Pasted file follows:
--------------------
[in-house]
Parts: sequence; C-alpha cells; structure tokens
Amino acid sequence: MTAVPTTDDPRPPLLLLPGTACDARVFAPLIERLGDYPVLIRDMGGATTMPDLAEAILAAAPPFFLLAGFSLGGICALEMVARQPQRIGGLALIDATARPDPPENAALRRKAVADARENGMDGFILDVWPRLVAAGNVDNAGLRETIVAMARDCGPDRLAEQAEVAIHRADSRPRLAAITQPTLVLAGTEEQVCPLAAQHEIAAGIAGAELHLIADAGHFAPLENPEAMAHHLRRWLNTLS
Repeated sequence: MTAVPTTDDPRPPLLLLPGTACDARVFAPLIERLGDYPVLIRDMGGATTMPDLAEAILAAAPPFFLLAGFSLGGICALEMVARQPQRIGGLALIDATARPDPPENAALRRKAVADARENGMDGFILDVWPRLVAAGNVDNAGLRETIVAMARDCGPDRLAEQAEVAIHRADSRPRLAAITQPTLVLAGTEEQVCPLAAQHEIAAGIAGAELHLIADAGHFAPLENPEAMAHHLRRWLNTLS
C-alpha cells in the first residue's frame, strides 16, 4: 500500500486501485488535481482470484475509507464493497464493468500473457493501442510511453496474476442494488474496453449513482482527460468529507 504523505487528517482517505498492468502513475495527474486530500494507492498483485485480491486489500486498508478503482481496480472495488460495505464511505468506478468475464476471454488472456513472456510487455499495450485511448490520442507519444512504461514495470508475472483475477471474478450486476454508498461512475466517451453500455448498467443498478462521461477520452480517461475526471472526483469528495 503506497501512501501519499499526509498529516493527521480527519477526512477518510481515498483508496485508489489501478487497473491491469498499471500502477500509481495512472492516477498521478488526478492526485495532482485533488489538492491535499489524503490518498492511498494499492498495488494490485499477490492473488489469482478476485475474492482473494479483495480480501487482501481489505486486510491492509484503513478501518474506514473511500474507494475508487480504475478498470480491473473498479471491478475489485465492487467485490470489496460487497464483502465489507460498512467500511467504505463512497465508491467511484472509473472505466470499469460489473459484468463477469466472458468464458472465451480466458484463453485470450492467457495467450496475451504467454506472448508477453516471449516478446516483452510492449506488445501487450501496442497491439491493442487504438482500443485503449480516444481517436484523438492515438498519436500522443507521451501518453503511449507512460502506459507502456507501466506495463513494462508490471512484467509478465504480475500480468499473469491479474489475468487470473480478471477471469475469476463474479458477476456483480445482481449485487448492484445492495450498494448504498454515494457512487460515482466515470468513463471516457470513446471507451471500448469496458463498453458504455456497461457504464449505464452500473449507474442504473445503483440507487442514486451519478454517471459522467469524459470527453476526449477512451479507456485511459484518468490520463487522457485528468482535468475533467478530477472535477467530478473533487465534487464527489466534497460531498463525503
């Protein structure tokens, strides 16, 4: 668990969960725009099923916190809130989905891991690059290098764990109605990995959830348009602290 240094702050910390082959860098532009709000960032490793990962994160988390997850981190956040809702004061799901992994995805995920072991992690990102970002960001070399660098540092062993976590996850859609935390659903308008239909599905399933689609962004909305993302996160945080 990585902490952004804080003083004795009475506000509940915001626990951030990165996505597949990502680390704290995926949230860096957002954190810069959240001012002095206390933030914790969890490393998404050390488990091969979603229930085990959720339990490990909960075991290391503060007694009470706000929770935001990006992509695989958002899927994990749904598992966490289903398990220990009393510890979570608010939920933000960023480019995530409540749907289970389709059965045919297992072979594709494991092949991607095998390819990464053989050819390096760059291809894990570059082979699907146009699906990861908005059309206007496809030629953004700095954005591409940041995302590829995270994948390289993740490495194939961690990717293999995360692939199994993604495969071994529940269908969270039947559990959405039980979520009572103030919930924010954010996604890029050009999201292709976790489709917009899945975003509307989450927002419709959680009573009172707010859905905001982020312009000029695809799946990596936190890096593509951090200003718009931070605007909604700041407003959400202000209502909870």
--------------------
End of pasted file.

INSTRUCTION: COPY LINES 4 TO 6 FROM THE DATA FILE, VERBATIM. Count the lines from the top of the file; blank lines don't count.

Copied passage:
Repeated sequence: MTAVPTTDDPRPPLLLLPGTACDARVFAPLIERLGDYPVLIRDMGGATTMPDLAEAILAAAPPFFLLAGFSLGGICALEMVARQPQRIGGLALIDATARPDPPENAALRRKAVADARENGMDGFILDVWPRLVAAGNVDNAGLRETIVAMARDCGPDRLAEQAEVAIHRADSRPRLAAITQPTLVLAGTEEQVCPLAAQHEIAAGIAGAELHLIADAGHFAPLENPEAMAHHLRRWLNTLS
C-alpha cells in the first residue's frame, strides 16, 4: 500500500486501485488535481482470484475509507464493497464493468500473457493501442510511453496474476442494488474496453449513482482527460468529507 504523505487528517482517505498492468502513475495527474486530500494507492498483485485480491486489500486498508478503482481496480472495488460495505464511505468506478468475464476471454488472456513472456510487455499495450485511448490520442507519444512504461514495470508475472483475477471474478450486476454508498461512475466517451453500455448498467443498478462521461477520452480517461475526471472526483469528495 503506497501512501501519499499526509498529516493527521480527519477526512477518510481515498483508496485508489489501478487497473491491469498499471500502477500509481495512472492516477498521478488526478492526485495532482485533488489538492491535499489524503490518498492511498494499492498495488494490485499477490492473488489469482478476485475474492482473494479483495480480501487482501481489505486486510491492509484503513478501518474506514473511500474507494475508487480504475478498470480491473473498479471491478475489485465492487467485490470489496460487497464483502465489507460498512467500511467504505463512497465508491467511484472509473472505466470499469460489473459484468463477469466472458468464458472465451480466458484463453485470450492467457495467450496475451504467454506472448508477453516471449516478446516483452510492449506488445501487450501496442497491439491493442487504438482500443485503449480516444481517436484523438492515438498519436500522443507521451501518453503511449507512460502506459507502456507501466506495463513494462508490471512484467509478465504480475500480468499473469491479474489475468487470473480478471477471469475469476463474479458477476456483480445482481449485487448492484445492495450498494448504498454515494457512487460515482466515470468513463471516457470513446471507451471500448469496458463498453458504455456497461457504464449505464452500473449507474442504473445503483440507487442514486451519478454517471459522467469524459470527453476526449477512451479507456485511459484518468490520463487522457485528468482535468475533467478530477472535477467530478473533487465534487464527489466534497460531498463525503
């Protein structure tokens, strides 16, 4: 668990969960725009099923916190809130989905891991690059290098764990109605990995959830348009602290 240094702050910390082959860098532009709000960032490793990962994160988390997850981190956040809702004061799901992994995805995920072991992690990102970002960001070399660098540092062993976590996850859609935390659903308008239909599905399933689609962004909305993302996160945080 990585902490952004804080003083004795009475506000509940915001626990951030990165996505597949990502680390704290995926949230860096957002954190810069959240001012002095206390933030914790969890490393998404050390488990091969979603229930085990959720339990490990909960075991290391503060007694009470706000929770935001990006992509695989958002899927994990749904598992966490289903398990220990009393510890979570608010939920933000960023480019995530409540749907289970389709059965045919297992072979594709494991092949991607095998390819990464053989050819390096760059291809894990570059082979699907146009699906990861908005059309206007496809030629953004700095954005591409940041995302590829995270994948390289993740490495194939961690990717293999995360692939199994993604495969071994529940269908969270039947559990959405039980979520009572103030919930924010954010996604890029050009999201292709976790489709917009899945975003509307989450927002419709959680009573009172707010859905905001982020312009000029695809799946990596936190890096593509951090200003718009931070605007909604700041407003959400202000209502909870």